Thailand may allow more local autonomy and consider allowing Shariah law to defuse a separatist insurgency in Muslim provinces that border Malaysia, Prime Minister Abhisit Vejjajiva said.
Abhisit is seeking to undermine suspected separatists in four southernmost provinces who have attacked teachers, Muslim worshippers and policemen this month, leaving at least 31 dead and more than 50 injured. The prime minister, who took office in
December, has insisted any decentralization of power wouldn't be tantamount to autonomy, which the government opposes.
Most of the local Malay Muslims just want a more autonomous, more decentralized administration so that they have political space for their own cultural and religious identity, said Srisompob Jitpiromsri, a political science lecturer at the Prince
of Songkhla University in Pattani province: So far the local identity has been suppressed by the central government.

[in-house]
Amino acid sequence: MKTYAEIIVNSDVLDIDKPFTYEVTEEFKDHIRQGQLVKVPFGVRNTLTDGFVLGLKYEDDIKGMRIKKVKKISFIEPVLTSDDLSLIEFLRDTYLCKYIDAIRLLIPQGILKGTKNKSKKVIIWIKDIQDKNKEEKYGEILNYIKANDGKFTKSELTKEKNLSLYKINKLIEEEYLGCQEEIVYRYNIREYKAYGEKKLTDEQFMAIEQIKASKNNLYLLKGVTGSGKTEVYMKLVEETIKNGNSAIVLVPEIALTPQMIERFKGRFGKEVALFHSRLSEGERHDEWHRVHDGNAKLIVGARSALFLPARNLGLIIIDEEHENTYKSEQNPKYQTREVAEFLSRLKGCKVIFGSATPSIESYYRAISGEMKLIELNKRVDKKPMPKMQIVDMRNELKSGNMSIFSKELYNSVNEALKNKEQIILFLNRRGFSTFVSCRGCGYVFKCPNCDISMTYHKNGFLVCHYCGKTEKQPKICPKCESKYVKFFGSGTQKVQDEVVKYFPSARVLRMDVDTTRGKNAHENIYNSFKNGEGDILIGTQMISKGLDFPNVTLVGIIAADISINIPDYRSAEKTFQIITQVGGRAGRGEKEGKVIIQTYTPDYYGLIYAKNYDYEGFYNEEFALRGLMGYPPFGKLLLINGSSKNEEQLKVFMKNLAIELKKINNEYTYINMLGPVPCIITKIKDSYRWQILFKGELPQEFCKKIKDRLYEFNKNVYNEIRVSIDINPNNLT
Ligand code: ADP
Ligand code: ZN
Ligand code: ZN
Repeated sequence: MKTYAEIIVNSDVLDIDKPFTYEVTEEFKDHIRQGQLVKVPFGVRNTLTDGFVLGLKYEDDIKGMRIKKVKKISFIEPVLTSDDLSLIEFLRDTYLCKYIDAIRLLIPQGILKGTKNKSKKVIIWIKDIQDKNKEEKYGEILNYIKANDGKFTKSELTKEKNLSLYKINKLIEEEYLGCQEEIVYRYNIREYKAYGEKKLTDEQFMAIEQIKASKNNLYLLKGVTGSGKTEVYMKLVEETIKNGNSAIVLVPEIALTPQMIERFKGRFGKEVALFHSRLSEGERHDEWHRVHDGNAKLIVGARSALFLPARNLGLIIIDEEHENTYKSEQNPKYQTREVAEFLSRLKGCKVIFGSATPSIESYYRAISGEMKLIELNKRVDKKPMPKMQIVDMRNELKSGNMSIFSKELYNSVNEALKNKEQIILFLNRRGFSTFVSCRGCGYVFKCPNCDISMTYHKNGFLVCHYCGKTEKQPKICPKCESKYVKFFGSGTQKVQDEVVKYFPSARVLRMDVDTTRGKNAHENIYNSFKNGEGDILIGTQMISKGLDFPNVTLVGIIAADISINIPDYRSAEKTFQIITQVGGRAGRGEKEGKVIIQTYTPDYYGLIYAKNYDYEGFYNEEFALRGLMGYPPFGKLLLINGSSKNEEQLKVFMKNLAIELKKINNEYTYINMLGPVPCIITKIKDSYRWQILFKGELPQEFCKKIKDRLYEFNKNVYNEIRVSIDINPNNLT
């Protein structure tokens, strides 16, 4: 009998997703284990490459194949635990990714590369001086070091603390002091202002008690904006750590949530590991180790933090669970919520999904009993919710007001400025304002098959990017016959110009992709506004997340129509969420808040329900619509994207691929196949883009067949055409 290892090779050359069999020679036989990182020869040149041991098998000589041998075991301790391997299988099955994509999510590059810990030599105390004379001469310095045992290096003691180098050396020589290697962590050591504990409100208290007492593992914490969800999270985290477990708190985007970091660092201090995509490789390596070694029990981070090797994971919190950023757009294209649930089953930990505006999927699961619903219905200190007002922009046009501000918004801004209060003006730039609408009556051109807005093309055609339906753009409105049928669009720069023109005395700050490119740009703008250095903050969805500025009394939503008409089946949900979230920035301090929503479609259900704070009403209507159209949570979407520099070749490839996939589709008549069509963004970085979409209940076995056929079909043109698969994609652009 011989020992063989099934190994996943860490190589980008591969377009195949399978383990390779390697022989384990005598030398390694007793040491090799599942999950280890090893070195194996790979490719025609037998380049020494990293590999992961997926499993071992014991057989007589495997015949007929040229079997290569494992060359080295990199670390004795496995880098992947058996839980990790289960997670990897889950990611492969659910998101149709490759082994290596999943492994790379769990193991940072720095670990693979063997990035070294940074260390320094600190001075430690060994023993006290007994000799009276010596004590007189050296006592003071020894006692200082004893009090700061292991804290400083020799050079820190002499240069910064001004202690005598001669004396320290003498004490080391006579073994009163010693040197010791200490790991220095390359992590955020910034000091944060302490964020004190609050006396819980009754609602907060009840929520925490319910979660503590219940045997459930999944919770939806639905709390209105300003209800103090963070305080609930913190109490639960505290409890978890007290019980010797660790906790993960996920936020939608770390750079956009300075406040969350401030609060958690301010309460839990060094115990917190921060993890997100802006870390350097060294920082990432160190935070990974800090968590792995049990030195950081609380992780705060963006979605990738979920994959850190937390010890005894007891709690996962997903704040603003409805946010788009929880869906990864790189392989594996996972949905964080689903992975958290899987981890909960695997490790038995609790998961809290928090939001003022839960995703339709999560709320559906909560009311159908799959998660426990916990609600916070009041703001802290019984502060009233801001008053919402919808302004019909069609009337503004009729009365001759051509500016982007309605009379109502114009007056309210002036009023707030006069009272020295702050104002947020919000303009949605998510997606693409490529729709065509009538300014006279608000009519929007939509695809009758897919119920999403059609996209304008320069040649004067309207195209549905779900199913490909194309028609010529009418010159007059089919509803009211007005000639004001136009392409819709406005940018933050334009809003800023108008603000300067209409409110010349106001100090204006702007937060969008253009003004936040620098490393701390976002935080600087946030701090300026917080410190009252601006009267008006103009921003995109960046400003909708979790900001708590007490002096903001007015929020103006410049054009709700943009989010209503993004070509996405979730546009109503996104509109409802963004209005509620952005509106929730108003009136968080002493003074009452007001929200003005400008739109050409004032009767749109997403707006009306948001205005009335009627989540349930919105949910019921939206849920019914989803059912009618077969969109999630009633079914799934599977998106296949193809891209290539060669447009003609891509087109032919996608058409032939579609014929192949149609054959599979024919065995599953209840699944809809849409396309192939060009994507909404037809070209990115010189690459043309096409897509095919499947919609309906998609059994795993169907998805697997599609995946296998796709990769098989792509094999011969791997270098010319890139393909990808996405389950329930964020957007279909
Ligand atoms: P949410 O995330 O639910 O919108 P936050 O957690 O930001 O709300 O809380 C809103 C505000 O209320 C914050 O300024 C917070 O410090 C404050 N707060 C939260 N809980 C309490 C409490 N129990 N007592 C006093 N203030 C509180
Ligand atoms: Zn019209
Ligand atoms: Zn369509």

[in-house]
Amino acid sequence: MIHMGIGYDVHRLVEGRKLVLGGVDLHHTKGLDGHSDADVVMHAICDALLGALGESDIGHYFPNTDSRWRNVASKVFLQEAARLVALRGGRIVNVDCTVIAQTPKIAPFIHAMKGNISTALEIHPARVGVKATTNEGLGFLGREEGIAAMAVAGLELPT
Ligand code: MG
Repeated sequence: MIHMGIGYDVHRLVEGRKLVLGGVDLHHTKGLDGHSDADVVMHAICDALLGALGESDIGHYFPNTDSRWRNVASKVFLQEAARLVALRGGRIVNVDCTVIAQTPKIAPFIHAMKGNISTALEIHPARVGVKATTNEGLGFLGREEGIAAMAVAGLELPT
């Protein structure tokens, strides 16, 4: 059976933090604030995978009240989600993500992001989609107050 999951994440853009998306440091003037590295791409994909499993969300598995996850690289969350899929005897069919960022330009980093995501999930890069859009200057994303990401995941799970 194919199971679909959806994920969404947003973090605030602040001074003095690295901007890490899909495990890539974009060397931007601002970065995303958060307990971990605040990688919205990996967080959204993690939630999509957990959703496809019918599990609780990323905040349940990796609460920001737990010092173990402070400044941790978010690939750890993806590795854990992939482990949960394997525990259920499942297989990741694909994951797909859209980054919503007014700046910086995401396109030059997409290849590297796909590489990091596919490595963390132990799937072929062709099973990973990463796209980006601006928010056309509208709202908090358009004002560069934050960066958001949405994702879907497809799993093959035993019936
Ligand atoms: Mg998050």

Abhisit has advocated a reconciliatory approach with more development aid for the region, where separatists have fought for an independent state since Thailand formally annexed the autonomous Malay-Muslim sultanate in 1902. A planned development plan
that would create jobs in the region will go a long way to contribute to stability, he said.
Abhisit said negotiations with separatists were impractical because the movement was not integrated. Insurgents in the area, which is about twice the size of the Palestinian territories, were supported by funds from drug cartels, human trafficking
rings and other criminal syndicates, he said.
Recruiters appeal to a sense of Malay nationalism and pride in the old Patani sultanate, says Rungrawee Chalermsripinyorat, Crisis Group's Thailand analyst: They tell students in these schools that it is the duty of every Muslim to take back
their land from the Buddhist infidels.